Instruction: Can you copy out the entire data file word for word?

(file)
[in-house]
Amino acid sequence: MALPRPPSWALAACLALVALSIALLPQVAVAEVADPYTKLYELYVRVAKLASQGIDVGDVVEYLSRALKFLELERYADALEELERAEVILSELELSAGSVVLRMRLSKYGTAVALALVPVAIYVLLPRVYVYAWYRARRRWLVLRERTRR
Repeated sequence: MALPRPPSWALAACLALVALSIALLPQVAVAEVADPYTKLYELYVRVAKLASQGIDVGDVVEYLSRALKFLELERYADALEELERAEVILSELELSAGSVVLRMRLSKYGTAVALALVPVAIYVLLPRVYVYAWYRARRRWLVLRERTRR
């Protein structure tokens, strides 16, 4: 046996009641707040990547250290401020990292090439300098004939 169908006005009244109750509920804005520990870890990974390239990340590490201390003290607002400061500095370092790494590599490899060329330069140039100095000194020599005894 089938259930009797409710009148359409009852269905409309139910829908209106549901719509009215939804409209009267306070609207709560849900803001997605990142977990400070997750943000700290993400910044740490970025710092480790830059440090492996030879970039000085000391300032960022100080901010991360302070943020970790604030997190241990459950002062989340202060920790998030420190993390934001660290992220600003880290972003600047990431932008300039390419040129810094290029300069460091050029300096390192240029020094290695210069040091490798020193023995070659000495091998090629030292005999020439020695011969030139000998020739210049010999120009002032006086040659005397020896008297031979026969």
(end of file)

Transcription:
[in-house]
Amino acid sequence: MALPRPPSWALAACLALVALSIALLPQVAVAEVADPYTKLYELYVRVAKLASQGIDVGDVVEYLSRALKFLELERYADALEELERAEVILSELELSAGSVVLRMRLSKYGTAVALALVPVAIYVLLPRVYVYAWYRARRRWLVLRERTRR
Repeated sequence: MALPRPPSWALAACLALVALSIALLPQVAVAEVADPYTKLYELYVRVAKLASQGIDVGDVVEYLSRALKFLELERYADALEELERAEVILSELELSAGSVVLRMRLSKYGTAVALALVPVAIYVLLPRVYVYAWYRARRRWLVLRERTRR
């Protein structure tokens, strides 16, 4: 046996009641707040990547250290401020990292090439300098004939 169908006005009244109750509920804005520990870890990974390239990340590490201390003290607002400061500095370092790494590599490899060329330069140039100095000194020599005894 089938259930009797409710009148359409009852269905409309139910829908209106549901719509009215939804409209009267306070609207709560849900803001997605990142977990400070997750943000700290993400910044740490970025710092480790830059440090492996030879970039000085000391300032960022100080901010991360302070943020970790604030997190241990459950002062989340202060920790998030420190993390934001660290992220600003880290972003600047990431932008300039390419040129810094290029300069460091050029300096390192240029020094290695210069040091490798020193023995070659000495091998090629030292005999020439020695011969030139000998020739210049010999120009002032006086040659005397020896008297031979026969």